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Judge Tries to Rein in Courtroom Emotions
Maurice Possley, Tribune Staff Writer; Chicago Tribune; 06 June 1997
A day after his courtroom was torn by the gut-wrenching testimony of bombing victims and survivors, U.S. District Judge Richard Matsch, with characteristic sternness, moved to reassert control over the penalty hearing of convicted bomber Timothy McVeigh.
Even before the jury filed in Thursday morning, Matsch reversed an earlier decision and barred prosecutors from calling a 9-year-old boy whose mother died in the bombing of the Alfred P. Murrah Federal Building.
Later, he ordered jurors to disregard an unsolicited outburst from the mother of another bombing victim who, upon completing her testimony, rose from the witness stand and declared, “God bless you, your honor. God bless America.”
A man long known for his rigid courtroom control, acerbic tongue and stern demeanor, Matsch, by his own admission, was overcome Wednesday by the gripping words and tears of the victims’ relatives who were called by prosecutors seeking to persuade the jury to sentence McVeigh to death.
Matsch himself has suffered such a loss. In 1992, his 24-year-old daughter, Betsy, slipped into a volcanic steam vent in Hawaii and died. He reportedly wore one of Betsy’s bracelets for the next year and a bench in the suburb where she grew up is engraved with “In Memory of Betsy Matsch and her childhood here.”
Although Thursday’s testimony was still sorrowful, the atmosphere was far less charged as prosecutors scaled back their questions about the events of the day of the bombing.
Clearly, a pallor of exhaustion from the events of the week hung over the room.
The tone for the day was set immediately with Matsch’s decision to bar the testimony of the 9-year-old, particularly because it included the youth’s observation of his mother in her casket.
“I don’t think he ought to testify,” Matsch declared. “I believe it would be inflammatory.”
Indeed, as he dismissed the jury Wednesday, Matsch had reminded them that although they had cried, as had he, ultimately their final decision would have to be based on facts, not emotion.
“We have to be careful and not let ourselves be overly stimulated by some of the testimony that we’ve heard here,” Matsch told the jury. “Those images that have been created by that testimony are not the things for you to consider. . . . We’re here to consider these lives and what’s happened to these people and also, as you will hear later, (McVeigh’s) life.”
The life and near-death of Royia Sims, who was at work in a building south of the Murrah building, was recounted Thursday by Melissa Webster, a paramedic who was working at a triage station set up after the bomb went off.
Webster recalled that when Sims was brought in, “her face was covered with blood, her mouth was filled with blood.” The woman was not breathing, Webster said.
She knelt down and put her hand on the woman’s neck. “It shocked me,” she said. “She had a pulse.”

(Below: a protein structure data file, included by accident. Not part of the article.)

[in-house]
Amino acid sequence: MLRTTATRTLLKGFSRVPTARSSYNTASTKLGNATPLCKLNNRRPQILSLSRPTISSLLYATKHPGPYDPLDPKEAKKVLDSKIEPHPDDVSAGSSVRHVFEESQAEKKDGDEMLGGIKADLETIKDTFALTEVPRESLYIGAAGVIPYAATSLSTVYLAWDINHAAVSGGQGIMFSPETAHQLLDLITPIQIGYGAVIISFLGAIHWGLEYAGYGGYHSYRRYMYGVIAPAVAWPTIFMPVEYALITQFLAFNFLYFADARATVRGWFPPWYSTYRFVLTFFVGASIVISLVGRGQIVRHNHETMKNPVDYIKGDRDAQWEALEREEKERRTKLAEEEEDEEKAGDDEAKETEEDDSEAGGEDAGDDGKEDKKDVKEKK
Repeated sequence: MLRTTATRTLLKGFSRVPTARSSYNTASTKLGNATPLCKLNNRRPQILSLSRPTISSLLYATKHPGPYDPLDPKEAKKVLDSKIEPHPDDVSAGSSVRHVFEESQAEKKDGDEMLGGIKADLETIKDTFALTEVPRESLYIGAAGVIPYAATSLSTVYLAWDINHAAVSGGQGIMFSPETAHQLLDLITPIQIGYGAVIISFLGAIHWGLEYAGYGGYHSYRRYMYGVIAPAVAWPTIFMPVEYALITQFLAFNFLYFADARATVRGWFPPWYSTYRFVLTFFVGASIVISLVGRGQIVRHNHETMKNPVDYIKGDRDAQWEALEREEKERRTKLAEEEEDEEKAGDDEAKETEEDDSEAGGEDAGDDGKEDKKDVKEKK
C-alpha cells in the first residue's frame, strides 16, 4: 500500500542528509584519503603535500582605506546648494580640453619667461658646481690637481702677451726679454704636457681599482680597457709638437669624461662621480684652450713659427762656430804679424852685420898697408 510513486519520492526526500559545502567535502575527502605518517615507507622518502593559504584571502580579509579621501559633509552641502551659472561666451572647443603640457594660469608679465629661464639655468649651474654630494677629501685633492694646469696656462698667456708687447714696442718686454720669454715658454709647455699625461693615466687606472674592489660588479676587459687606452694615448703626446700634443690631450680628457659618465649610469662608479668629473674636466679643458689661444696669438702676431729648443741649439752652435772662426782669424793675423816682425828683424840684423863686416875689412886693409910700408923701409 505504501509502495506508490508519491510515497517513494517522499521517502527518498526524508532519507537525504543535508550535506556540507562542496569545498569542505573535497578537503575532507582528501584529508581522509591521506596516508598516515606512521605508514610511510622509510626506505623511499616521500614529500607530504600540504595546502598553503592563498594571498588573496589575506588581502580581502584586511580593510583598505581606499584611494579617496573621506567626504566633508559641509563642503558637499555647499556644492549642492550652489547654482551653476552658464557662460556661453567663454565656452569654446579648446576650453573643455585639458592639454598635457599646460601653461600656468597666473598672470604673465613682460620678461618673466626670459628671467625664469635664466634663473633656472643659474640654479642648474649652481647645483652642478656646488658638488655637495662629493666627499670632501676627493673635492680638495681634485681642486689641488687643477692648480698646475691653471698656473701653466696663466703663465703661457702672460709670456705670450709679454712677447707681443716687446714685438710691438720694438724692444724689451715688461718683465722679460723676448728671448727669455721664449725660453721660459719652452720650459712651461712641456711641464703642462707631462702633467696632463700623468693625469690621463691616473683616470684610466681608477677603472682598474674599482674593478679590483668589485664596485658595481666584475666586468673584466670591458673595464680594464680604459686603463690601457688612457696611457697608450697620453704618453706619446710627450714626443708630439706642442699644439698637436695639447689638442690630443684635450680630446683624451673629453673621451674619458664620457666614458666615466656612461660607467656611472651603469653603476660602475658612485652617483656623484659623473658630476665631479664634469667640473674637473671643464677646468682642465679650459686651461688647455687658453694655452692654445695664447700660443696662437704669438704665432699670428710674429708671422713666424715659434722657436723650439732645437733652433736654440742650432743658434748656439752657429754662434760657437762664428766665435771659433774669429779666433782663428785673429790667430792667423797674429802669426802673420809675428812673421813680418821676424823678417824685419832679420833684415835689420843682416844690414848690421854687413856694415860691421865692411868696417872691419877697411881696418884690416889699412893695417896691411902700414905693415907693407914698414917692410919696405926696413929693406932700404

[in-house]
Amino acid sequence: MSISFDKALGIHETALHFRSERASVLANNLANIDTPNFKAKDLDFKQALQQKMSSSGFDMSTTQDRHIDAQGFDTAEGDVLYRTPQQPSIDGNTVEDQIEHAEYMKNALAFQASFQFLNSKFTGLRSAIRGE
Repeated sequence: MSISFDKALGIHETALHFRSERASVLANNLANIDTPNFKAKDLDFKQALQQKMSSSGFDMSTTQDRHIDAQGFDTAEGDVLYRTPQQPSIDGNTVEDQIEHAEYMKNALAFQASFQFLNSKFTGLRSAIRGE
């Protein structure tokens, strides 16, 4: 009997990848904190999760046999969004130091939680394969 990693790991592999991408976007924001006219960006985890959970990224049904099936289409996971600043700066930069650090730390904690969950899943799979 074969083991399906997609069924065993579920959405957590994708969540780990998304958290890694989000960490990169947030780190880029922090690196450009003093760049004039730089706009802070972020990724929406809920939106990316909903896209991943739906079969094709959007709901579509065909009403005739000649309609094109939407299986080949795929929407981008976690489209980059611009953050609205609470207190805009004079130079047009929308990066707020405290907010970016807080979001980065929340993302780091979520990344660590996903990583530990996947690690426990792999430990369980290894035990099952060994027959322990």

Webster said she asked another, more senior paramedic for help, but was advised that if the woman was not breathing, to find a doctor to pronounce her dead and move to another patient. Triage, she explained to the jury, involves working quickly on those patients who are deemed to have the best chance of survival.
“I can’t do it,” Webster recalled thinking, even after getting the same advice from a second paramedic.
She said she hauled the woman to an ambulance and found a doctor to ventilate the woman’s throat so she could get oxygen.
The woman survived.
The most graphic testimony came from Dr. James Sullivan, who was summoned to the Murrah building after rescue workers found Daina Bradley trapped by rubble after the blast.
The only way to get Bradley from the building was to amputate her right leg, he said.
In a calm, straightforward manner, Sullivan relived the more than two hours he spent crammed into a narrow crevice performing the operation. He had four scalpels, all of which broke, and an amputation knife which dulled into uselessness because he kept hitting it against concrete rubble in the dimly lit space.
Twice, he said, rescue workers tried to pull Bradley out, but could not because he had been unable to sever the leg completely. In the end, Sullivan used his pocket knife to finish the job and Bradley was pulled to safety.
The most poignant testimony came from those who lost loved ones in the blast.
Army Sgt. Gregory Sohn, whose wife, Victoria, was killed, described how he has attempted to keep life going for their five children.
“You lose a friend. You lose a companion, your wife, your lover,” he said, his voice trembling.
Under questioning by prosecutor Aitan Goelman, Sohn said he always carries a coffee cup that is labeled “No. 1 Mommy” and contains their marriage certificate, his wife’s rings and her death certificate.
The prosecution is expected to complete its case Friday, and defense lawyers for McVeigh plan to begin their attempt to persuade the jury to sentence the gulf war veteran to life in prison without parole instead of to death.